John Hartford's screen charisma and swarthy good looks even brought him the offer of a starring role on a new TV detective show. But Hartford passed on the opportunity, preferring to move back to Nashville and follow his musical muse.
Back in Music City in 1971, Hartford put together a band of bluegrass legends with the idea of trying something new and different but rooted in the traditional folk music foundation. Vasser Clements fit the bill, having been steeped in old-time bluegrass and country music as a member of Bill Monroe's Blue Sky Boys and, later, playing with Jim and Jesse and mainstream country star Faron Young.
Vassar recalled the formation of that seminal band to the Old Time Herald: "Back when he got out of the Glen Campbell thing in California, and he came down here and put this band together, me and Tut (Taylor) and Norman (Blake), and Randy Scruggs played bass on that Steam Powered Aereo Plain. And then I think we'd go out, me and him and Tut and Norman, and if there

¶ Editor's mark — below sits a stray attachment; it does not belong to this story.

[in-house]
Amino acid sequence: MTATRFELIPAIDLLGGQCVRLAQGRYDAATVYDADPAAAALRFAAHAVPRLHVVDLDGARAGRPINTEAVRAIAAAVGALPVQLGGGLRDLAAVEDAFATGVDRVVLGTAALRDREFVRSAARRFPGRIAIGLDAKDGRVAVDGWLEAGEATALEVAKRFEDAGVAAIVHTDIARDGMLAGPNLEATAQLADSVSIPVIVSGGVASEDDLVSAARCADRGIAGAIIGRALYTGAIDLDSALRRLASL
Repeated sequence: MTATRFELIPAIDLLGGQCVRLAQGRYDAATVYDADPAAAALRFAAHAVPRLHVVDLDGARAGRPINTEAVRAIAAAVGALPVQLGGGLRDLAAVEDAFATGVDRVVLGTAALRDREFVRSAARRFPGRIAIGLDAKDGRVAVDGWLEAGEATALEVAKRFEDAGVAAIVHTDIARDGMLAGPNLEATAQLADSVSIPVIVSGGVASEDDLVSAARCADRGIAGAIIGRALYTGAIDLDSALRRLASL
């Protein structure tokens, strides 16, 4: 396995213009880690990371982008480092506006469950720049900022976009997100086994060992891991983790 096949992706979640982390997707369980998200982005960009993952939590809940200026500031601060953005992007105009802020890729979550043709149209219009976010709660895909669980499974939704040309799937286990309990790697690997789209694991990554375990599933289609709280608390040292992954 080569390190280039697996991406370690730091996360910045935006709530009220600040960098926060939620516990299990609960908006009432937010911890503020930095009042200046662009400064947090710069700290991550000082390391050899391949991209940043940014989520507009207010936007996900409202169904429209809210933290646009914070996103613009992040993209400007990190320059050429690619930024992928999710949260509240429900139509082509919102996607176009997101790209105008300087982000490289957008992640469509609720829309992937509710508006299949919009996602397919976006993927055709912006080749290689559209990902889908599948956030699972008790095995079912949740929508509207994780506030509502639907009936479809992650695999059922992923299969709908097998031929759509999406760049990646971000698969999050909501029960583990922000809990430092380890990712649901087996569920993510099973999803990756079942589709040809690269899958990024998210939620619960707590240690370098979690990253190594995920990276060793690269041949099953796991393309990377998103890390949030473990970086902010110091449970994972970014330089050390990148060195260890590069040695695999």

was a bass player somewhere around, he played, and if there wasn't, we just played ourselves.
But that was so different that record companies didn't know which way to take it. But now, today,
it still stands. It was so different that it still stands. People listen to it and play the music. They
say it's one of the best things they ever heard, the most different."
Guitarist Norman Blake had cut his teeth in June Carter's road band and recorded with Johnny
Cash in Nashville. He also knew a thing or two about blending genres since he had played guitar
and dobro on Bob Dylan's groundbreaking Nashville Skyline album.
Tut Taylor was one of the best-known and most distinctive dobro players on the folk and country